Not long ago daily media stories were predicting which major airline would be the first in line to fail. Las Vegas type odds were given to a list of inevitable airline bankruptcies.
There should be no argument the US airline industry is facing unprecedented challenges as they restructure their business models to survive with record high fuel costs and a questionable forward looking Global economy.
In reviewing recent 2nd quarter financial reports, it is obvious cash liquidity has become a very high priority for airline management going into the future.
Using various types of financing initiatives and asset sales, five of the eight largest US Airlines increased their unrestricted cash positions by significant amounts.
(billions) AA UAL DAL CAL NWA SWA USAir JBLU
Cash 3/31/2008 $4.41 $2.92 $2.60 $2.52 $3.23 $3.12 $2.07 $.753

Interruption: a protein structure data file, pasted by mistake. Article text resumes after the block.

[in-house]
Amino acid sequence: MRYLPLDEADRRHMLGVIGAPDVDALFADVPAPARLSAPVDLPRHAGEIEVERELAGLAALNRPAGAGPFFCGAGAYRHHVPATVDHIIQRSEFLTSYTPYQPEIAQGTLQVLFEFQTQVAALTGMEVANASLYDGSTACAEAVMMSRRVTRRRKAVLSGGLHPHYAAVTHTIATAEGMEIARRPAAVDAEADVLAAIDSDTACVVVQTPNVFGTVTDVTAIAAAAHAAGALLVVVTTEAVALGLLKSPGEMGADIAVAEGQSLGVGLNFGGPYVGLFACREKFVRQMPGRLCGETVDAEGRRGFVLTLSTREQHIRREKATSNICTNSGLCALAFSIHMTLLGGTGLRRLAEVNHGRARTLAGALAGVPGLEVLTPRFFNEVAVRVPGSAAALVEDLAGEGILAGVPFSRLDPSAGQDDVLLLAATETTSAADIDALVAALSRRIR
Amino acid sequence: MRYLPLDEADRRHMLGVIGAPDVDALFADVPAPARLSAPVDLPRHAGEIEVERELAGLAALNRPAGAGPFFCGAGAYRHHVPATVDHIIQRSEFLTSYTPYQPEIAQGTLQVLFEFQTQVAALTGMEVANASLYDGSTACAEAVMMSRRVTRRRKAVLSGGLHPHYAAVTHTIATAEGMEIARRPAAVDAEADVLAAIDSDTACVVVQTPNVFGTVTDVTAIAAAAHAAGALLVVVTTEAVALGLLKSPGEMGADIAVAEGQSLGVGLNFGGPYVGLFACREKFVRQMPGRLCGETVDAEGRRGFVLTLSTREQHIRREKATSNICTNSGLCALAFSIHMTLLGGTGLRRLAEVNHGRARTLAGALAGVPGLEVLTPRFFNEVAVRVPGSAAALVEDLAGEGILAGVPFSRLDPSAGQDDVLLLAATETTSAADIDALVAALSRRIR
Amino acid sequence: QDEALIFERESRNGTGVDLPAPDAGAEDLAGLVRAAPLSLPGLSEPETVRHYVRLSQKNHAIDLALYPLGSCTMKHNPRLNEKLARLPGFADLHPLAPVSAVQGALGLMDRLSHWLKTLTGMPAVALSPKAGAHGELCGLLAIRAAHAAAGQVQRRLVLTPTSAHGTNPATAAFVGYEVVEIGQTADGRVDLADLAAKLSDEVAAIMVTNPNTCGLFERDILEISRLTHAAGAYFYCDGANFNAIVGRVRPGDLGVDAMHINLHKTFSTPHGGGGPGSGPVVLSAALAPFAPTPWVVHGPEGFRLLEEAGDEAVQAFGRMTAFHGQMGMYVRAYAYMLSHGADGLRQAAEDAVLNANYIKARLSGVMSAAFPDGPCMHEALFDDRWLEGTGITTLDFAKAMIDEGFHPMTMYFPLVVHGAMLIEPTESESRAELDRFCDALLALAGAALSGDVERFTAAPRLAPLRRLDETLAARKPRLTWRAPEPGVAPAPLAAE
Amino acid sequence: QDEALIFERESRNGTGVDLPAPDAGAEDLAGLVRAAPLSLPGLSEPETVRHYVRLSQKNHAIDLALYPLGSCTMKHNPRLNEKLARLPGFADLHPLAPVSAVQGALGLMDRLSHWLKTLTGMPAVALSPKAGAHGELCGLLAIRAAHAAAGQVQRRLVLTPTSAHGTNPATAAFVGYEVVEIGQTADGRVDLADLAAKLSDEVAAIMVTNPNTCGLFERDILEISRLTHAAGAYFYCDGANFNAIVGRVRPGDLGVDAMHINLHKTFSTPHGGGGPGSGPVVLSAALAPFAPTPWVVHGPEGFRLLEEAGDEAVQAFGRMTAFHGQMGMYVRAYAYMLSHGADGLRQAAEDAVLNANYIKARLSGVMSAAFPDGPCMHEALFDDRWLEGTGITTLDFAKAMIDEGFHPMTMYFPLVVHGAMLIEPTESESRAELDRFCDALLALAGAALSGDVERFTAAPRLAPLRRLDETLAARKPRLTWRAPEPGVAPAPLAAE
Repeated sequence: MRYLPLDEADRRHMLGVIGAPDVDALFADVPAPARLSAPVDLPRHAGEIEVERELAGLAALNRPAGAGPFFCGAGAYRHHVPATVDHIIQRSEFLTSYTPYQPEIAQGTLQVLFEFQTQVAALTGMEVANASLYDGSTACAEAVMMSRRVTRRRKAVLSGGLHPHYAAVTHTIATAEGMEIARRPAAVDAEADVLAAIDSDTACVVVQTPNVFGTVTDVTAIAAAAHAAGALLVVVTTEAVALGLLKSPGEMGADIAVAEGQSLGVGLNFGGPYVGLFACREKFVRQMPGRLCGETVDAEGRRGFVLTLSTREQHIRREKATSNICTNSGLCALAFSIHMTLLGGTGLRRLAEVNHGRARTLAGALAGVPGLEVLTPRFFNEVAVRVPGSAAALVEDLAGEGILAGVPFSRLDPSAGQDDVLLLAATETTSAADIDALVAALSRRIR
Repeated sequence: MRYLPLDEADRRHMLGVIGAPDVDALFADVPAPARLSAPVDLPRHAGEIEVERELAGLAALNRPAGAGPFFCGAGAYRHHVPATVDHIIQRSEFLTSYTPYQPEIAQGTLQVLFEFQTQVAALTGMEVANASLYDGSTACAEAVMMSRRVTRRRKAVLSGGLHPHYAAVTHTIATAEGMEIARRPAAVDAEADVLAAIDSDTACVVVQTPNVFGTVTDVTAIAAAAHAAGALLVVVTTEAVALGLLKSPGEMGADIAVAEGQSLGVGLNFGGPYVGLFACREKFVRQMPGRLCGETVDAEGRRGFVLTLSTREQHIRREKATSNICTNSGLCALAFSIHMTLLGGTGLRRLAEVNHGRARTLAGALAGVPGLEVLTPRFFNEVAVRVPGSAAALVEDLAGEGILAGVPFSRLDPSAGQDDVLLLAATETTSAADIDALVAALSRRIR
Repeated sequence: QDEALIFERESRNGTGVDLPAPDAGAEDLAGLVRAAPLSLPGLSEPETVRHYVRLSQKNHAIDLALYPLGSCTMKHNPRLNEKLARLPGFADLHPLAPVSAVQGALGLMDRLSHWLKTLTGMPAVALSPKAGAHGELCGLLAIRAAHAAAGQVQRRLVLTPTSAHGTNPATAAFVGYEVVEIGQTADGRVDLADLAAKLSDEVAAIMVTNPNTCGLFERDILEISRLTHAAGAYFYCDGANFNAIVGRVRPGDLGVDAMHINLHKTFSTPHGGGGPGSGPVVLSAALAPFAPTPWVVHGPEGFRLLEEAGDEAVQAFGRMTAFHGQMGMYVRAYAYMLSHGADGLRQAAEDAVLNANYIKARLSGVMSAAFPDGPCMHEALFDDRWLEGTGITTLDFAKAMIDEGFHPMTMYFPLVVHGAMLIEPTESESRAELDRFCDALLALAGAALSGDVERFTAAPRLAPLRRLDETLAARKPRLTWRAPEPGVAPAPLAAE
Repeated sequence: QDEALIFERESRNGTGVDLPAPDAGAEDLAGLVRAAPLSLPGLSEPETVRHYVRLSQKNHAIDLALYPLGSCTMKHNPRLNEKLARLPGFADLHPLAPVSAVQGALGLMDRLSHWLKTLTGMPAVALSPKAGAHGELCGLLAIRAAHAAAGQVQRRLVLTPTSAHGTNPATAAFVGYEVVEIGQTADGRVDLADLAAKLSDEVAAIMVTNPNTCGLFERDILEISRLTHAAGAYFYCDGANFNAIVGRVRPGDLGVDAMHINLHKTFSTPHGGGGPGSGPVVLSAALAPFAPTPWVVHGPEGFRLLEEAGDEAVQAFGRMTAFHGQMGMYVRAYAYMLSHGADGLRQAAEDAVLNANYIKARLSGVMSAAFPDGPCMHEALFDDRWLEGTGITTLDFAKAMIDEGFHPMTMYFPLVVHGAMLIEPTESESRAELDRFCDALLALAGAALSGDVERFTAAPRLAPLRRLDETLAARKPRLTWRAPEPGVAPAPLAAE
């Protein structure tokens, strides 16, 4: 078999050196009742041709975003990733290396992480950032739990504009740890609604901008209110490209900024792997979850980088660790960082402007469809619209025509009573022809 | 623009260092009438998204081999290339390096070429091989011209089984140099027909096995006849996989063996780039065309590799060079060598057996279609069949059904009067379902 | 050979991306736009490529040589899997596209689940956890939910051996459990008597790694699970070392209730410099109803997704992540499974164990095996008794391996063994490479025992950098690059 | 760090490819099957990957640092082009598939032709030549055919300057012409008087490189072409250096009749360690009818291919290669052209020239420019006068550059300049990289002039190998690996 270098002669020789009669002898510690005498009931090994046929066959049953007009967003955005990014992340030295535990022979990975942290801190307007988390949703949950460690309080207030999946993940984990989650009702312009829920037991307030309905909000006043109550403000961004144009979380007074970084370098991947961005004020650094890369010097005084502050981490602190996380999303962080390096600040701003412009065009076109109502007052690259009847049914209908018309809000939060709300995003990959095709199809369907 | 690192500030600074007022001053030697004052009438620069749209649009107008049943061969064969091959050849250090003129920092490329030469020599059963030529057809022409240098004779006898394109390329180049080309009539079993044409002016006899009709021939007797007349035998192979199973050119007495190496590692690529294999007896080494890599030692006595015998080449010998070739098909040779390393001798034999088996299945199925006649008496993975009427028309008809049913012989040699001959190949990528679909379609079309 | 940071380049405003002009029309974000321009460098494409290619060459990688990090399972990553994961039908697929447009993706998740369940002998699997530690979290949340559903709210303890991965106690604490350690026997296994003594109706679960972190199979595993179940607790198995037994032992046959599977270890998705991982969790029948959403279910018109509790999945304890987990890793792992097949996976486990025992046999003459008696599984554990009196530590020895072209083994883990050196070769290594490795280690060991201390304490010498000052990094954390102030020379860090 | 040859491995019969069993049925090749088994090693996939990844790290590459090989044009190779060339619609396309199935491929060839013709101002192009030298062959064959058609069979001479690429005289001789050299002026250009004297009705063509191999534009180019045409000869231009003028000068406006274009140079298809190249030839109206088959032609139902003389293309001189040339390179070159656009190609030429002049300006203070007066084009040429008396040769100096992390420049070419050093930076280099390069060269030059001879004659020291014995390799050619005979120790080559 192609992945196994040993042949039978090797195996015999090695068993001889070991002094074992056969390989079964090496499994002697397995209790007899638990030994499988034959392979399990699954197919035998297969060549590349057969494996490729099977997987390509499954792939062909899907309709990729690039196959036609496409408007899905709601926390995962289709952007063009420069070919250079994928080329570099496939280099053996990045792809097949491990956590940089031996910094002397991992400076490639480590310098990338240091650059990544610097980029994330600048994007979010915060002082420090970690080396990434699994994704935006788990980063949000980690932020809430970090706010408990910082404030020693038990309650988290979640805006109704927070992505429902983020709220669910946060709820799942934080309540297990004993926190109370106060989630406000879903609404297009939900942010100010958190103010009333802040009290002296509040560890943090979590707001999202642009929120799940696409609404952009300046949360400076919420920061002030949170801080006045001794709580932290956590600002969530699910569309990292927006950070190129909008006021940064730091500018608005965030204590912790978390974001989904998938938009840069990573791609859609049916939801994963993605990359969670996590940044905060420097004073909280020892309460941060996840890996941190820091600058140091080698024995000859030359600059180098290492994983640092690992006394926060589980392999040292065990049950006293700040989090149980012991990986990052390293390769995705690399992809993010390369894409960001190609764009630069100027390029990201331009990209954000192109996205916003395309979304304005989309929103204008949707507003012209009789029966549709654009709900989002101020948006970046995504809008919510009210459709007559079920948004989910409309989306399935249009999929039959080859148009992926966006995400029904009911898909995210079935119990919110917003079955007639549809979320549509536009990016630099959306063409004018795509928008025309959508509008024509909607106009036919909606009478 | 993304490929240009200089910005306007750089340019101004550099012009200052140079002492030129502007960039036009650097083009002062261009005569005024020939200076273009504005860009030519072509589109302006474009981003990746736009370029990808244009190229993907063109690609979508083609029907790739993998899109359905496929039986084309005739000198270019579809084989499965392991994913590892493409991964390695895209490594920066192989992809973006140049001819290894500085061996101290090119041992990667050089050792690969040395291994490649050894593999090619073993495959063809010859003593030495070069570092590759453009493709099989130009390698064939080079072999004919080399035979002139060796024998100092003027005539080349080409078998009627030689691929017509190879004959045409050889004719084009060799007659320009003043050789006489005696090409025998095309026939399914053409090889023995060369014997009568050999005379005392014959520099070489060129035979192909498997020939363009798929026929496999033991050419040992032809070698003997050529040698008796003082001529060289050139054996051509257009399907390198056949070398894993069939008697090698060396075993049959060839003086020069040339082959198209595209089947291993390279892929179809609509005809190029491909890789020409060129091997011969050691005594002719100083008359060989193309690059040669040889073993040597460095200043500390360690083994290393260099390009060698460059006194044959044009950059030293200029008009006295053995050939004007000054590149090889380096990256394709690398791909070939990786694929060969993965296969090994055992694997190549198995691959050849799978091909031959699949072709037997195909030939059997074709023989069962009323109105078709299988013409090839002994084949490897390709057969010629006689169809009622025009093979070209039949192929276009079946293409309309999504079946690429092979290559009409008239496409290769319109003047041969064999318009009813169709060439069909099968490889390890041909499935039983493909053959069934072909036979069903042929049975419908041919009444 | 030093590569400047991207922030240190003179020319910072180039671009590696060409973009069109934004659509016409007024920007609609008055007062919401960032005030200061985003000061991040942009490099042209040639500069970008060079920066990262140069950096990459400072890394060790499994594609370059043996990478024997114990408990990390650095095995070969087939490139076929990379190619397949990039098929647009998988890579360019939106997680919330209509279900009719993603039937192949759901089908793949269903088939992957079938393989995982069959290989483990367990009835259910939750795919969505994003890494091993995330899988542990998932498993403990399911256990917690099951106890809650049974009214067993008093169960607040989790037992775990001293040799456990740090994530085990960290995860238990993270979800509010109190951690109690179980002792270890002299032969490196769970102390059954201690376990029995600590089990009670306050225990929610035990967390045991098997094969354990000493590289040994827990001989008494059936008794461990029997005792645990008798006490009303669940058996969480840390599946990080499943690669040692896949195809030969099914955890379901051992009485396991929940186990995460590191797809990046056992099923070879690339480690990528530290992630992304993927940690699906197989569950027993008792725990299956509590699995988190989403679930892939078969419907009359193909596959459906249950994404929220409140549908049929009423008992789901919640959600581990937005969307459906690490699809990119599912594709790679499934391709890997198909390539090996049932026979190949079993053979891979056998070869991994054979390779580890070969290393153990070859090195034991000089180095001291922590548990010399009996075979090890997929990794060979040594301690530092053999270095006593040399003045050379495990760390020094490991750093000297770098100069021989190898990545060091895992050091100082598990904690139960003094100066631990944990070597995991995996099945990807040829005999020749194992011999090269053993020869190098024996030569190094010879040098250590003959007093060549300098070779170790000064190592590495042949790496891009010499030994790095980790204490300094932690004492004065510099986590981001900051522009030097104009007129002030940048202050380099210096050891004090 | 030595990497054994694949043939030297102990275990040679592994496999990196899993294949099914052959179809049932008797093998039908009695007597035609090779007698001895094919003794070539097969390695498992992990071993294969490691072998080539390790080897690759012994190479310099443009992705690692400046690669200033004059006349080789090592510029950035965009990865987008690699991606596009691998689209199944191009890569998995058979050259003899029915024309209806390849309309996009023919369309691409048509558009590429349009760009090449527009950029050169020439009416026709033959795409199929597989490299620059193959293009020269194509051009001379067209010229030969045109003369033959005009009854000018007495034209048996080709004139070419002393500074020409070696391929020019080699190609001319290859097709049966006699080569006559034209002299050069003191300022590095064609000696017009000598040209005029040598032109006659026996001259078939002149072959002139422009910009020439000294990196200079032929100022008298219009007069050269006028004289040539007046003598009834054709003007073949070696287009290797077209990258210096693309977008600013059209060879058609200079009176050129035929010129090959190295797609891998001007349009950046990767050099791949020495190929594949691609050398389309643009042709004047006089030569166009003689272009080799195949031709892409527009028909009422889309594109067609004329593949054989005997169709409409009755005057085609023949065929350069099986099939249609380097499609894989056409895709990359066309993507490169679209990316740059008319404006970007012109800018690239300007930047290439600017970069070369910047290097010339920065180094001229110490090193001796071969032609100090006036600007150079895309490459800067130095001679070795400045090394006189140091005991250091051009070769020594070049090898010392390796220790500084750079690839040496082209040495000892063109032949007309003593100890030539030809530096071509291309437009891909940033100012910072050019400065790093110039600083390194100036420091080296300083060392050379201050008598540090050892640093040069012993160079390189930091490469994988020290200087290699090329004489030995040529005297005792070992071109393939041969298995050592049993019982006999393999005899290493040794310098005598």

Projected cash available 6/30 $5.93 $4.40 $3.34 $4.31 $3.26 $5.84 $2.29 $1.35
In consideration that DAL and NWA will acquire approval for their merger by year end, only USAir appears to have a potential cash liquidity problem in the near-term. (See table)
In my opinion, the increased cash liquidity and upcoming capacity cuts combined with recent fare increases make -predictions- of airline failures very pre-mature.
Robert Herbst has been a commercial pilot since 1969. His aviation experience and financial background provides a unique analytical perspective into the airline industry. His website: Airlinefinancials.com provides airline industry analysis and commentary for major US carriers.